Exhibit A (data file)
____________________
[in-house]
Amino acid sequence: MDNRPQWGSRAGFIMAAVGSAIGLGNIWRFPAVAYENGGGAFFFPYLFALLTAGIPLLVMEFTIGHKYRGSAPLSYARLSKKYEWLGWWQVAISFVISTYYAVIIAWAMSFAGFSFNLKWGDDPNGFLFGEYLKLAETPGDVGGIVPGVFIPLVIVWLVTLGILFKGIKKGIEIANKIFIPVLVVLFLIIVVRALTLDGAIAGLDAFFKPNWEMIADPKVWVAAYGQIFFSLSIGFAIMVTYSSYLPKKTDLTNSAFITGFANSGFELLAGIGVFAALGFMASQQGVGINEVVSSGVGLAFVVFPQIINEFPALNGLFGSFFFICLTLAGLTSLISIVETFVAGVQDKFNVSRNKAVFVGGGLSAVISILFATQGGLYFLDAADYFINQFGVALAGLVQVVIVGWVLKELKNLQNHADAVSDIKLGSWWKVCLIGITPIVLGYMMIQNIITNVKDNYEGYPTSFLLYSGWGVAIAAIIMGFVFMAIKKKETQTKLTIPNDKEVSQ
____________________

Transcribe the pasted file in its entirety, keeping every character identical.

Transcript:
[in-house]
Amino acid sequence: MDNRPQWGSRAGFIMAAVGSAIGLGNIWRFPAVAYENGGGAFFFPYLFALLTAGIPLLVMEFTIGHKYRGSAPLSYARLSKKYEWLGWWQVAISFVISTYYAVIIAWAMSFAGFSFNLKWGDDPNGFLFGEYLKLAETPGDVGGIVPGVFIPLVIVWLVTLGILFKGIKKGIEIANKIFIPVLVVLFLIIVVRALTLDGAIAGLDAFFKPNWEMIADPKVWVAAYGQIFFSLSIGFAIMVTYSSYLPKKTDLTNSAFITGFANSGFELLAGIGVFAALGFMASQQGVGINEVVSSGVGLAFVVFPQIINEFPALNGLFGSFFFICLTLAGLTSLISIVETFVAGVQDKFNVSRNKAVFVGGGLSAVISILFATQGGLYFLDAADYFINQFGVALAGLVQVVIVGWVLKELKNLQNHADAVSDIKLGSWWKVCLIGITPIVLGYMMIQNIITNVKDNYEGYPTSFLLYSGWGVAIAAIIMGFVFMAIKKKETQTKLTIPNDKEVSQ